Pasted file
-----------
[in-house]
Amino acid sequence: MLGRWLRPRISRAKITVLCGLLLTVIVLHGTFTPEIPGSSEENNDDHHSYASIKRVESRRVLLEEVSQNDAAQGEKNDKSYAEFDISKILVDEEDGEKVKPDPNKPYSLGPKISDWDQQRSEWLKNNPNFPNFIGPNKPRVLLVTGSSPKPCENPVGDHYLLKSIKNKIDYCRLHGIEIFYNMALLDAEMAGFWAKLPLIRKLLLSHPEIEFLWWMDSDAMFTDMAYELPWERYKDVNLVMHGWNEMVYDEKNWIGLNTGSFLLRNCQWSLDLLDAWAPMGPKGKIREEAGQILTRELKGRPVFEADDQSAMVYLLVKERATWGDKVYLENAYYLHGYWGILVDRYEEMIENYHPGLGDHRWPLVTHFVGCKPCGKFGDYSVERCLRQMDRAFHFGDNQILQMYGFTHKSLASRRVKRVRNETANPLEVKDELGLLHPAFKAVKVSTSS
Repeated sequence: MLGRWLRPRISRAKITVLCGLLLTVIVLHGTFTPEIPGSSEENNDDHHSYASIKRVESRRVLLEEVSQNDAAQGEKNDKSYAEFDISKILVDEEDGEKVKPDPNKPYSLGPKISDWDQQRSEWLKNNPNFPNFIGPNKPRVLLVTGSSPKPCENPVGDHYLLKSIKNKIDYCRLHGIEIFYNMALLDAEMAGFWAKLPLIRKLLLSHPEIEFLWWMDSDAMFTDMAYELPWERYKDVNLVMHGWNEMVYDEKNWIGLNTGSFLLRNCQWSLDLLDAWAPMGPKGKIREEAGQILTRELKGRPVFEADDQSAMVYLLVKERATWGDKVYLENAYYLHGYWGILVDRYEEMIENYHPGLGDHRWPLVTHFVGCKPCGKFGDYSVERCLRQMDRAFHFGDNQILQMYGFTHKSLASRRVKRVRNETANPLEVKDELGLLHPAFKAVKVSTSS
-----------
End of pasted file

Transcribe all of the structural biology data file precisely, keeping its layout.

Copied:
[in-house]
Amino acid sequence: MLGRWLRPRISRAKITVLCGLLLTVIVLHGTFTPEIPGSSEENNDDHHSYASIKRVESRRVLLEEVSQNDAAQGEKNDKSYAEFDISKILVDEEDGEKVKPDPNKPYSLGPKISDWDQQRSEWLKNNPNFPNFIGPNKPRVLLVTGSSPKPCENPVGDHYLLKSIKNKIDYCRLHGIEIFYNMALLDAEMAGFWAKLPLIRKLLLSHPEIEFLWWMDSDAMFTDMAYELPWERYKDVNLVMHGWNEMVYDEKNWIGLNTGSFLLRNCQWSLDLLDAWAPMGPKGKIREEAGQILTRELKGRPVFEADDQSAMVYLLVKERATWGDKVYLENAYYLHGYWGILVDRYEEMIENYHPGLGDHRWPLVTHFVGCKPCGKFGDYSVERCLRQMDRAFHFGDNQILQMYGFTHKSLASRRVKRVRNETANPLEVKDELGLLHPAFKAVKVSTSS
Repeated sequence: MLGRWLRPRISRAKITVLCGLLLTVIVLHGTFTPEIPGSSEENNDDHHSYASIKRVESRRVLLEEVSQNDAAQGEKNDKSYAEFDISKILVDEEDGEKVKPDPNKPYSLGPKISDWDQQRSEWLKNNPNFPNFIGPNKPRVLLVTGSSPKPCENPVGDHYLLKSIKNKIDYCRLHGIEIFYNMALLDAEMAGFWAKLPLIRKLLLSHPEIEFLWWMDSDAMFTDMAYELPWERYKDVNLVMHGWNEMVYDEKNWIGLNTGSFLLRNCQWSLDLLDAWAPMGPKGKIREEAGQILTRELKGRPVFEADDQSAMVYLLVKERATWGDKVYLENAYYLHGYWGILVDRYEEMIENYHPGLGDHRWPLVTHFVGCKPCGKFGDYSVERCLRQMDRAFHFGDNQILQMYGFTHKSLASRRVKRVRNETANPLEVKDELGLLHPAFKAVKVSTSS